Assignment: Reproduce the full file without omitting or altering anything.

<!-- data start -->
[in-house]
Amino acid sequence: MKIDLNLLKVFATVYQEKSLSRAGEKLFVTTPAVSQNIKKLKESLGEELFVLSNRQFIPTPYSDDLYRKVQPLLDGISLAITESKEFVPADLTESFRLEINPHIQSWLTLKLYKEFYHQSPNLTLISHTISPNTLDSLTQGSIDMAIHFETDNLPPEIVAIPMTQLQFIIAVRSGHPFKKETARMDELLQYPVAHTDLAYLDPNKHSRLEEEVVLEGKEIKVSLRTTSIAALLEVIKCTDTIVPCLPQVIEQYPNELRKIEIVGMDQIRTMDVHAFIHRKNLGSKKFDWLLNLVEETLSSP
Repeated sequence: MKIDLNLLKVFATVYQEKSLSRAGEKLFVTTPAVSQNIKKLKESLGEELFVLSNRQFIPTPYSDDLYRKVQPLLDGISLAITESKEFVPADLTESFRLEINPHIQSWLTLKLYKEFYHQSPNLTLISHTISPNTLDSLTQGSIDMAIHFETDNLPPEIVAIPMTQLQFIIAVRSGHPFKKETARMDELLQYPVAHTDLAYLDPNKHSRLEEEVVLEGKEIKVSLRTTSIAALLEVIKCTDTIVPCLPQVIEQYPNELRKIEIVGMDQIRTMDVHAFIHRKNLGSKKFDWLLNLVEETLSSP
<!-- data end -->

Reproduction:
[in-house]
Amino acid sequence: MKIDLNLLKVFATVYQEKSLSRAGEKLFVTTPAVSQNIKKLKESLGEELFVLSNRQFIPTPYSDDLYRKVQPLLDGISLAITESKEFVPADLTESFRLEINPHIQSWLTLKLYKEFYHQSPNLTLISHTISPNTLDSLTQGSIDMAIHFETDNLPPEIVAIPMTQLQFIIAVRSGHPFKKETARMDELLQYPVAHTDLAYLDPNKHSRLEEEVVLEGKEIKVSLRTTSIAALLEVIKCTDTIVPCLPQVIEQYPNELRKIEIVGMDQIRTMDVHAFIHRKNLGSKKFDWLLNLVEETLSSP
Repeated sequence: MKIDLNLLKVFATVYQEKSLSRAGEKLFVTTPAVSQNIKKLKESLGEELFVLSNRQFIPTPYSDDLYRKVQPLLDGISLAITESKEFVPADLTESFRLEINPHIQSWLTLKLYKEFYHQSPNLTLISHTISPNTLDSLTQGSIDMAIHFETDNLPPEIVAIPMTQLQFIIAVRSGHPFKKETARMDELLQYPVAHTDLAYLDPNKHSRLEEEVVLEGKEIKVSLRTTSIAALLEVIKCTDTIVPCLPQVIEQYPNELRKIEIVGMDQIRTMDVHAFIHRKNLGSKKFDWLLNLVEETLSSP